See comment 6. (Oh Noes struck again!)
Leila Shaw,author of THE WAY WE WERE, was a Brunnings girl and her history gives much detail about the family,the St Kilda connection and so on. Sadly the soldiers' memorial park donated by the family has been sold to Aldi.
MR. JOHN BRUNNING. The death of Mr. Jno. Brunning, of Somerville, on Monday came as a shock to his many friends in that district. Deceased had been in ill health for some weeks, but his death was not anticipated. Mr. Brunning came to Somerville about 62 years ago, when he was a toddler of three years. For the grea ter part of his life he had conducted the well-known nursery business of J. Brunning and Sons. Burial took place at Frankston cemetery on Wednesday afternoon, when a large number of Somerville and district residents attended. The funeral service was conducted by the Rev. D. A. White and Rev. C. R., C. Tidmarsh. Rev. Tidmarsh, who had known deceased for many years, gave an impressive address at the grave. Messrs. Herbert, George and Stanley. Brunning (cousins of the deceased), William Shepherd, James and Benja min Caldwell acted as pall-bearers. The funeral was conducted-by Mr. H. Gamble. Deceased leaves three sons and one daughter (Mrs. Ryan). His wife and two daughters predeceased him. (P.4, Frankston and Somerville Standard, 7-9-1928.)
The will of the late Mr Alexander Scott, of Somerville, has been lodged for probate. In it the testator's two sons, James and John, are bequeathed the properties in the parish of Mooroo- duc, subject to the payment by the former of the sum of 100 to deceased's daughter, Caroline, wife of Charles Unthank, of Bittern; and the latter of the sum of 50 to the second daughter, Ann, wife of Wil- liam Firth, of Moorooduc. The bal- ance of the estate, after payment of debts, &c., is bequeathed in equal por- tions to the two sons and two daugh- ters named above. The estate is valued at 1825, and the female branch of the beneficiaries are any thing but satisfied with the portions allowed them. (P.2, Mornington Standard, 17-10-1903.) Also see Firth.
Seldom has Somerville community been oftener called upon to mourn the loss of well known and respected residents than within the last two years. Another of the sturdy old pioneers passed away on Friday evening (20th. inst.), in the person of Mr. William Firth. The end was not altogether unexpected, as Mr. Firth has been in failing health for some time. The deceased, who was a native of the Island of Orkney, N.B., came to this colony when 16 years of age, and spent some four years at Bendigo, Maryborough, and other diggings. He then came to this district, and for a few years, as a partner with his brothers, John and James, he carried out several road and other large contracts. After purchasing the property on which he died (Orkney Farm), Mr. Firth gave up contract work, and has ever since devoted his energies, with marked success, to mixed farming, being one of the very first to attempt wheat growing in these parts. He was for some time successful in getting some very large returns per acre. His horses were well known, and always commanded a big figure, being specially sought after by Brighton market gardeners, who often bought them unbroken in the paddock. Sheep and cattle were also successfully raised. During Mr. Firth's long residence here of 53 years, he had seen vast changes, and had himself during his strenuous life become the owner of somewhere about 1000 acres in the district. Though a keen Scot at a bargain, deceased had by his uprightness, kindliness of heart and integrity, won the respect of all who knew him as a kindly neighbor, a staunch, friend, and a just foe. Although never taking any prominent part in public affairs Mr. Firth always had the welfare of the district at heart. The deceased leaves a widow, four daughters and one son to mourn the loss of a loving husband and fond father. Mrs. Firth is the daughter of another very old pioneer, Mr. Sandy Scott, who died a few years ago. The funeral on Sunday was very largely attended, some 40 vehicles and 12 horsemen being present, in addition to many relatives, including Messrs. John, James, and Joseph Firth (curator Macedon Nurseries). There were also present several leading councillors of the Mornington and Frankston and Hastings shires, and many old resi- dents. (P.2, Mornington Standard, 28-12-1907.)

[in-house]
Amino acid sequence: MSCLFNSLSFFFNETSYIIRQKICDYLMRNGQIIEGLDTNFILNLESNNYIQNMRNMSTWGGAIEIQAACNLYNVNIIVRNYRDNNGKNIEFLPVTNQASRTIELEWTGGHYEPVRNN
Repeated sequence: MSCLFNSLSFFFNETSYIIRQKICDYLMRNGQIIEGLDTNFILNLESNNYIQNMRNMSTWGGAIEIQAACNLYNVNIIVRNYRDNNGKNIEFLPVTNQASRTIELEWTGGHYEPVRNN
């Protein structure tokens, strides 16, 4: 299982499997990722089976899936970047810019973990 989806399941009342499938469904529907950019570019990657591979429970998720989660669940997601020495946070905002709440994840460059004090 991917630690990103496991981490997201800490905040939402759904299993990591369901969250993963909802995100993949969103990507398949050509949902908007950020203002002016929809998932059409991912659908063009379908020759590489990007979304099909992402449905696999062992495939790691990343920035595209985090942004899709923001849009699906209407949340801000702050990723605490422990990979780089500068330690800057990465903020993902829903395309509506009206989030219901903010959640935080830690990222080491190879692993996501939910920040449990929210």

Death. MURRAY--On the 7th August, at her residence, Somerville, Elizabeth, the dearly beloved wife of Charles Murray, and only daughter of James Grant, post- master, Somerville. Deeply regretted.
(P.2, Mornington Standard, 16-8-1890.)